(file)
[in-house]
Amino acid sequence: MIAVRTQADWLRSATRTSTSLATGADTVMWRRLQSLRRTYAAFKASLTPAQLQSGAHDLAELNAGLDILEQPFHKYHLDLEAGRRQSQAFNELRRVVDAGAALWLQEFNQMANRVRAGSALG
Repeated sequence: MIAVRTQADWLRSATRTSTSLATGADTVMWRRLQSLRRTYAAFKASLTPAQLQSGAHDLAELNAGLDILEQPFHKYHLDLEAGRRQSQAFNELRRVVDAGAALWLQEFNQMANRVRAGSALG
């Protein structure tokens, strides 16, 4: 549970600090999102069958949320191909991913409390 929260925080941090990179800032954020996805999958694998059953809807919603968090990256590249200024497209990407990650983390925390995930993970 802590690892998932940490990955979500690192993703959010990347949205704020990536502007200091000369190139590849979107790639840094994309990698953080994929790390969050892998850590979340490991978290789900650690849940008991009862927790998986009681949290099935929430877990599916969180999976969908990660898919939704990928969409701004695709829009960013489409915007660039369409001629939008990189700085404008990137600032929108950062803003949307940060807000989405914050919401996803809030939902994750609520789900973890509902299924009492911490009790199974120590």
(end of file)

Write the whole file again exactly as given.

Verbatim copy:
[in-house]
Amino acid sequence: MIAVRTQADWLRSATRTSTSLATGADTVMWRRLQSLRRTYAAFKASLTPAQLQSGAHDLAELNAGLDILEQPFHKYHLDLEAGRRQSQAFNELRRVVDAGAALWLQEFNQMANRVRAGSALG
Repeated sequence: MIAVRTQADWLRSATRTSTSLATGADTVMWRRLQSLRRTYAAFKASLTPAQLQSGAHDLAELNAGLDILEQPFHKYHLDLEAGRRQSQAFNELRRVVDAGAALWLQEFNQMANRVRAGSALG
């Protein structure tokens, strides 16, 4: 549970600090999102069958949320191909991913409390 929260925080941090990179800032954020996805999958694998059953809807919603968090990256590249200024497209990407990650983390925390995930993970 802590690892998932940490990955979500690192993703959010990347949205704020990536502007200091000369190139590849979107790639840094994309990698953080994929790390969050892998850590979340490991978290789900650690849940008991009862927790998986009681949290099935929430877990599916969180999976969908990660898919939704990928969409701004695709829009960013489409915007660039369409001629939008990189700085404008990137600032929108950062803003949307940060807000989405914050919401996803809030939902994750609520789900973890509902299924009492911490009790199974120590």